It’s not often that I greet the front page of Campaign with a whoop of joy.
Normally the news is pretty miserable, as accounts move around as urgently as a small ugly guy at an orgy.
Advertising being a tricky business to keep on top of, I’m usually on the lookout for some tips to guide me through the months ahead. That’s why I always keep hold of Campaign’s Annual Review issue, which costs a whopping £8.95 and comes out in December, containing innumerable lists of industry excellence.
It was back in the early 1990s (which, for my younger readers, was just after the Biblical Flood and just before the Italian Renaissance) when I had an epiphanic encounter with three obese people in a lift.
The immediate answer would seem to be, very little.
In fact quite probably, Buddha all.
It’s rather like the old Monty Python sketch where Graham Chapman as a charity collector goes in to see John Cleese as a City businessman. Cleese as the businessman is completely confused by the notion that he should give his money away, and expect nothing in return. He ponders over this concept, trying to look at it from all angles, but he can’t see the logic in it at all.
Losing a pitch is incredibly easy.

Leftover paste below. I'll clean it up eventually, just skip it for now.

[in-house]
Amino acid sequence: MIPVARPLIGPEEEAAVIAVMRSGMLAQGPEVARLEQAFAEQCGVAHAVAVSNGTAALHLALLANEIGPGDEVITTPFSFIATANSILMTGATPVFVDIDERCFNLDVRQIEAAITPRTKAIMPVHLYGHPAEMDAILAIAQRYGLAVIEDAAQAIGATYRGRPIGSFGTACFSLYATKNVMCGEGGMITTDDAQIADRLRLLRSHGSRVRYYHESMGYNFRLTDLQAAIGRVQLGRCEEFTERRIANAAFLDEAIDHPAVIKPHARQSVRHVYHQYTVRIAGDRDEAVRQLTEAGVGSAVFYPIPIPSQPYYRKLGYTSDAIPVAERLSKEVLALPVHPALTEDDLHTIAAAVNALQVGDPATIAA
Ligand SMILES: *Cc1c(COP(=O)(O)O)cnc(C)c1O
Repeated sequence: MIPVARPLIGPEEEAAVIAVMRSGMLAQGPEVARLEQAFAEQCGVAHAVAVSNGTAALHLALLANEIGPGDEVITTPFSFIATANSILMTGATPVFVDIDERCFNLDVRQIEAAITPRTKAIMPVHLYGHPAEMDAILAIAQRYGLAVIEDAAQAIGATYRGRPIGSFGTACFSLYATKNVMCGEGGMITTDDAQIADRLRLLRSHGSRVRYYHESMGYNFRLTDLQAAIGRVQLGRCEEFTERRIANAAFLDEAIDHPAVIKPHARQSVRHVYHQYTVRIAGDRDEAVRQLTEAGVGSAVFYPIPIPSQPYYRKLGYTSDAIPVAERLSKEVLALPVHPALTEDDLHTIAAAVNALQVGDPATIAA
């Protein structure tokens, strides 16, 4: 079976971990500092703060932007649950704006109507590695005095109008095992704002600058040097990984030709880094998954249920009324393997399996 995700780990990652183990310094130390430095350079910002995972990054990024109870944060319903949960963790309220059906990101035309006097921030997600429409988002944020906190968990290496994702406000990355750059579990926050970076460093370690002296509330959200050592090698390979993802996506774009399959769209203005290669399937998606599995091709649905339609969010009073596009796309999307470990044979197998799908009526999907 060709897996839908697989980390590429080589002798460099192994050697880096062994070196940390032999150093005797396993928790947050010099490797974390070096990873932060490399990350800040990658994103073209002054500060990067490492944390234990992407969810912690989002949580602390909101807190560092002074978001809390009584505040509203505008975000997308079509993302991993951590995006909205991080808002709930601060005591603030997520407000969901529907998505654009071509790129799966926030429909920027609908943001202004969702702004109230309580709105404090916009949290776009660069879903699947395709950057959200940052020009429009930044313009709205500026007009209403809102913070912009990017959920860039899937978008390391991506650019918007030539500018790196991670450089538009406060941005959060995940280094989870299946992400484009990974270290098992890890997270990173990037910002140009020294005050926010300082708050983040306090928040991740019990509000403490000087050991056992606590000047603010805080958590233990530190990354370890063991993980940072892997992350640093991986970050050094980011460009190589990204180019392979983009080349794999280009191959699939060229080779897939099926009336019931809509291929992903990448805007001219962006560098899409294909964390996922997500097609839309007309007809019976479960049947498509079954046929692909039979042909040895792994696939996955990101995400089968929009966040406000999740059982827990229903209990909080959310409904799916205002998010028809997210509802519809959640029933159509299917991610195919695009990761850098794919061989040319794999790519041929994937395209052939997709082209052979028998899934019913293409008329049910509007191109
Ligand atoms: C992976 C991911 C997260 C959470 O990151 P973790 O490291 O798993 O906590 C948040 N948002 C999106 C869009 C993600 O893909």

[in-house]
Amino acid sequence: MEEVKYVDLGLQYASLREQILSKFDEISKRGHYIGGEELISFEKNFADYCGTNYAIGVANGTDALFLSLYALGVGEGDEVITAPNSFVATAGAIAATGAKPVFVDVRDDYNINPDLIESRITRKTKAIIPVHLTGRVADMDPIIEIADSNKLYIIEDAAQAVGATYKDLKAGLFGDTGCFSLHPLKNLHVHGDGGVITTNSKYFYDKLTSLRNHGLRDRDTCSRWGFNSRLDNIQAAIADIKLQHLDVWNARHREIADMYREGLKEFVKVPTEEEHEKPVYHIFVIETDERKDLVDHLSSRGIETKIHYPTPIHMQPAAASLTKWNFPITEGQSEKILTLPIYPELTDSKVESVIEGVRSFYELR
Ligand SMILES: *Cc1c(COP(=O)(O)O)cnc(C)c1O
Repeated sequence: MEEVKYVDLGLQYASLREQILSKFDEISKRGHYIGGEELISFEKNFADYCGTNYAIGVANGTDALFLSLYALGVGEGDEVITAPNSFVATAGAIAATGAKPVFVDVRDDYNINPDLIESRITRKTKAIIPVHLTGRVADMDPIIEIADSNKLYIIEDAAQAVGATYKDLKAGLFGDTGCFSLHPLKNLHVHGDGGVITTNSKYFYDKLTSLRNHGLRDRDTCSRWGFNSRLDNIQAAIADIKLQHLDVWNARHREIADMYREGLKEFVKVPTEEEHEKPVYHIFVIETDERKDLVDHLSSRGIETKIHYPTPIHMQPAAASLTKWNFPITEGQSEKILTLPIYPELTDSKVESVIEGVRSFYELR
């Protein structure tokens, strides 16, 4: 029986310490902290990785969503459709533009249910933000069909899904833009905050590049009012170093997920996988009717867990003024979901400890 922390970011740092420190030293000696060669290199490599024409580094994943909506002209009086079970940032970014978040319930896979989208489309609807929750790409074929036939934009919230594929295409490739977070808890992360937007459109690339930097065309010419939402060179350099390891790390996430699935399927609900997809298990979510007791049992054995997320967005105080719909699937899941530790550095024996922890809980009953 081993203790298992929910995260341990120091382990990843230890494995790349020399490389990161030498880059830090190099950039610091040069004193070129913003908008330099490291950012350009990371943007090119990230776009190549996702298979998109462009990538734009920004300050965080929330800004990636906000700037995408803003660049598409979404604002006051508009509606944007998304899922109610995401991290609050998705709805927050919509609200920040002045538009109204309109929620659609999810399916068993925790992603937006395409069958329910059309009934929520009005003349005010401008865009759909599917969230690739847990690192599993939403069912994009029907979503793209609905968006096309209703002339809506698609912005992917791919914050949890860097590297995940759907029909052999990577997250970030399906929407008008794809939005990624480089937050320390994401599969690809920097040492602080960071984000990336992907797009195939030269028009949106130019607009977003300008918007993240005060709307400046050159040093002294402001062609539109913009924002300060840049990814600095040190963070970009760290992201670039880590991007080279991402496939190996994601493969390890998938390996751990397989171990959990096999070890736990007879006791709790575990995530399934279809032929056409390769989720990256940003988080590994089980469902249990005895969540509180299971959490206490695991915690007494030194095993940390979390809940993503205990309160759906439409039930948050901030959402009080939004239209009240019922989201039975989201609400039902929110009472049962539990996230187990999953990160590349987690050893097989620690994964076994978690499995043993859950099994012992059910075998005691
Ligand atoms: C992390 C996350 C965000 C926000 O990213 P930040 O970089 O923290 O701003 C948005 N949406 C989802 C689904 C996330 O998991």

Because, overwhelmed by the talents and enthusiasm of four usually very good agencies, and having narrowed the brief down to an ice-hockey-sized goal – the clients will often whittle down the final list by any means possible.
Advertising is a young person’s industry because only young people are naive enough to think it could work.
That’s how it seems to me sometimes. But I guess there is some value in having senior members of agencies to talk to - because those people have “seen every problem already”.
I went up to Manchester last week to speak at the inaugural Freshtival get-together.
My speech was attended by the metaphorical one man and his dog. It wasn’t quite the smallest audience I’ve ever had – that was in Slovenia about 4 years ago, (when the metaphorical dog failed to show up) – but it was definitely in the all-time Bottom Two.